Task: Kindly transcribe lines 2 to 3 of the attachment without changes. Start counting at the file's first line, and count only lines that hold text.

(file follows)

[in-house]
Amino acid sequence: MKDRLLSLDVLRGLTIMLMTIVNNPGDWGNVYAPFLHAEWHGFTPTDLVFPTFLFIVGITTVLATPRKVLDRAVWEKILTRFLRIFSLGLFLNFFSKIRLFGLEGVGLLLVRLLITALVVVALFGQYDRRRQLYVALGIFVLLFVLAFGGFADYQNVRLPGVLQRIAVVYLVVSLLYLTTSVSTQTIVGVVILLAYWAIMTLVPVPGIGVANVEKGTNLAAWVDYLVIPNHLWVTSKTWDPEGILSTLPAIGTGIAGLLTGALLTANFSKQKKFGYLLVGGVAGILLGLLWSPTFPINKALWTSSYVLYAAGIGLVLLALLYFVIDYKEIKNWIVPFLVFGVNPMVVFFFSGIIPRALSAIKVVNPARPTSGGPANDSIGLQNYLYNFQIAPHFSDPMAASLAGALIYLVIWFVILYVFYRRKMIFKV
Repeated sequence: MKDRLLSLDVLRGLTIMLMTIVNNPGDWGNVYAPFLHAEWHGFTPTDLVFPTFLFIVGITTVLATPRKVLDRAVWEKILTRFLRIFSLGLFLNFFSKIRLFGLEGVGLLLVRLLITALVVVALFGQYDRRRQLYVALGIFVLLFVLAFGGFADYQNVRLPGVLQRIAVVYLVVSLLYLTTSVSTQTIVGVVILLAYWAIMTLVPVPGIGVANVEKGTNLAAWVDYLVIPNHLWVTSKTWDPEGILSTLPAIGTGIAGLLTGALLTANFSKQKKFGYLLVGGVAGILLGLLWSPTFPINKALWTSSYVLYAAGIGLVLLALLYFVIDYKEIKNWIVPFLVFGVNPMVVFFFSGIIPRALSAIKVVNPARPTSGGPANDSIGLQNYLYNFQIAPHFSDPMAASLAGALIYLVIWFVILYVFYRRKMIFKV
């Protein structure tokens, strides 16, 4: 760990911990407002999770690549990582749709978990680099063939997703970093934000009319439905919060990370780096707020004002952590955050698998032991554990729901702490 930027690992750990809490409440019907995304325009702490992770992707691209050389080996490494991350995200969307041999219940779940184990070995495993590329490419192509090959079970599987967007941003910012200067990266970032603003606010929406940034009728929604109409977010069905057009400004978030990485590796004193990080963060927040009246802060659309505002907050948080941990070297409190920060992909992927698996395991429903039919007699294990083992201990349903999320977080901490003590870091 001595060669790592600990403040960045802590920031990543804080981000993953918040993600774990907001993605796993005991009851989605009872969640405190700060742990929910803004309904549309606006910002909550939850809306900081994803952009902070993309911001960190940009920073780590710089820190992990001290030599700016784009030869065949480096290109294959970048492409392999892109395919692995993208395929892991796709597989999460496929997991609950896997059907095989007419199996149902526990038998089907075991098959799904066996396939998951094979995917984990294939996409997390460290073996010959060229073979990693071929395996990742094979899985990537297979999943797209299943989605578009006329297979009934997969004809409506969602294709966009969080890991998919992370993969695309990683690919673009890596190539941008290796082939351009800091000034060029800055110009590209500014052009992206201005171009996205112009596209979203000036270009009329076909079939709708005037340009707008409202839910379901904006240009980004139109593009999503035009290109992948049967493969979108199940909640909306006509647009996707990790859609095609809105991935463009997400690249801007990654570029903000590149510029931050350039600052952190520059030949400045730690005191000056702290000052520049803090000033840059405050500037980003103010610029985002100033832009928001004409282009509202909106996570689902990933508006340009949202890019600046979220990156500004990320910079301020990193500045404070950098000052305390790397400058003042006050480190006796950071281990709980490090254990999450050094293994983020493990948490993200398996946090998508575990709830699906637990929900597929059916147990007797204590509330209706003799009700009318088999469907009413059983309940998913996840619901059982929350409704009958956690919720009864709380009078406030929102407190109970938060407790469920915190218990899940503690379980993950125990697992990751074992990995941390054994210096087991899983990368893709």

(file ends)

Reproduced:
Amino acid sequence: MKDRLLSLDVLRGLTIMLMTIVNNPGDWGNVYAPFLHAEWHGFTPTDLVFPTFLFIVGITTVLATPRKVLDRAVWEKILTRFLRIFSLGLFLNFFSKIRLFGLEGVGLLLVRLLITALVVVALFGQYDRRRQLYVALGIFVLLFVLAFGGFADYQNVRLPGVLQRIAVVYLVVSLLYLTTSVSTQTIVGVVILLAYWAIMTLVPVPGIGVANVEKGTNLAAWVDYLVIPNHLWVTSKTWDPEGILSTLPAIGTGIAGLLTGALLTANFSKQKKFGYLLVGGVAGILLGLLWSPTFPINKALWTSSYVLYAAGIGLVLLALLYFVIDYKEIKNWIVPFLVFGVNPMVVFFFSGIIPRALSAIKVVNPARPTSGGPANDSIGLQNYLYNFQIAPHFSDPMAASLAGALIYLVIWFVILYVFYRRKMIFKV
Repeated sequence: MKDRLLSLDVLRGLTIMLMTIVNNPGDWGNVYAPFLHAEWHGFTPTDLVFPTFLFIVGITTVLATPRKVLDRAVWEKILTRFLRIFSLGLFLNFFSKIRLFGLEGVGLLLVRLLITALVVVALFGQYDRRRQLYVALGIFVLLFVLAFGGFADYQNVRLPGVLQRIAVVYLVVSLLYLTTSVSTQTIVGVVILLAYWAIMTLVPVPGIGVANVEKGTNLAAWVDYLVIPNHLWVTSKTWDPEGILSTLPAIGTGIAGLLTGALLTANFSKQKKFGYLLVGGVAGILLGLLWSPTFPINKALWTSSYVLYAAGIGLVLLALLYFVIDYKEIKNWIVPFLVFGVNPMVVFFFSGIIPRALSAIKVVNPARPTSGGPANDSIGLQNYLYNFQIAPHFSDPMAASLAGALIYLVIWFVILYVFYRRKMIFKV